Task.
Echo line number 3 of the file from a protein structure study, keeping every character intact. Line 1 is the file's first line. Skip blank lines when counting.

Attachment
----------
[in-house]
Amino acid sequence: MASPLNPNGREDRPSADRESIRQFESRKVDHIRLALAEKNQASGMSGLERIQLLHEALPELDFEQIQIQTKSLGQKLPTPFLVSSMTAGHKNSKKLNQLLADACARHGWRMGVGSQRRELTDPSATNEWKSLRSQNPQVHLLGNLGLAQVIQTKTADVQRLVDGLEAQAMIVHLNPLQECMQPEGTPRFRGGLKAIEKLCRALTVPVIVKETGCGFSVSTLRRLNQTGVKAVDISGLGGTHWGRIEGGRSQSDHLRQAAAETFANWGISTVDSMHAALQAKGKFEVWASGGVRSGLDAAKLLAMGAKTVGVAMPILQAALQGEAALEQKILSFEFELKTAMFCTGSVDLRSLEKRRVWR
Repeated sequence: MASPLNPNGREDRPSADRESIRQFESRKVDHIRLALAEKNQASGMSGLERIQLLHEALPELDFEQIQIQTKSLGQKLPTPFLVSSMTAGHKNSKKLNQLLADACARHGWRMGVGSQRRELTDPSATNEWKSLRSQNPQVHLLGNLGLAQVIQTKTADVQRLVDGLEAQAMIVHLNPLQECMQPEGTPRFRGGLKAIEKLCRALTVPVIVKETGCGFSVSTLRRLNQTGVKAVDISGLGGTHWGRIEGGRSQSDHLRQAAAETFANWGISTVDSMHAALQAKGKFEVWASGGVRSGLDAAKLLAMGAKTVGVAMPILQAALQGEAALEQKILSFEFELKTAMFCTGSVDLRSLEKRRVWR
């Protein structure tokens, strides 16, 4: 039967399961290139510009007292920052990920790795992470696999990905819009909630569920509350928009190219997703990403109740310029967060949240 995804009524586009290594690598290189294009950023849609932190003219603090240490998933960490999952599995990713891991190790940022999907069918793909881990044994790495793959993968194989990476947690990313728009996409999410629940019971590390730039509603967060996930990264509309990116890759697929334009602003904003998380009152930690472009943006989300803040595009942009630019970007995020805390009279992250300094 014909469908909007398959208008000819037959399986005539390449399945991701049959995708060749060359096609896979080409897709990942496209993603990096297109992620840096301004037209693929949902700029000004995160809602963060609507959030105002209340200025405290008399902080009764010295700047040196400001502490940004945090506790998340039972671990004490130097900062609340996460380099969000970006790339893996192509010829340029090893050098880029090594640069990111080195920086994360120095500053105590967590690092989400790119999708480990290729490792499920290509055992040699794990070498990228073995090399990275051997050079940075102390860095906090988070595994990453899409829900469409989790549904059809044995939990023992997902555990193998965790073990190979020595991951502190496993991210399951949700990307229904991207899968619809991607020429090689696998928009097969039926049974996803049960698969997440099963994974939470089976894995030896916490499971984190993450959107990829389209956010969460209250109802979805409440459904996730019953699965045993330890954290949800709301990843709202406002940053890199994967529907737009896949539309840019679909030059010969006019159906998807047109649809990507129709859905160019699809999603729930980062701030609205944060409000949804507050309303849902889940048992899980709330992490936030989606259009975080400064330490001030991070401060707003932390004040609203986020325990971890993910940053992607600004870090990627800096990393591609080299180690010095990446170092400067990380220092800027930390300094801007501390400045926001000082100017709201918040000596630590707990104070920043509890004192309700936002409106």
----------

Repeated sequence: MASPLNPNGREDRPSADRESIRQFESRKVDHIRLALAEKNQASGMSGLERIQLLHEALPELDFEQIQIQTKSLGQKLPTPFLVSSMTAGHKNSKKLNQLLADACARHGWRMGVGSQRRELTDPSATNEWKSLRSQNPQVHLLGNLGLAQVIQTKTADVQRLVDGLEAQAMIVHLNPLQECMQPEGTPRFRGGLKAIEKLCRALTVPVIVKETGCGFSVSTLRRLNQTGVKAVDISGLGGTHWGRIEGGRSQSDHLRQAAAETFANWGISTVDSMHAALQAKGKFEVWASGGVRSGLDAAKLLAMGAKTVGVAMPILQAALQGEAALEQKILSFEFELKTAMFCTGSVDLRSLEKRRVWR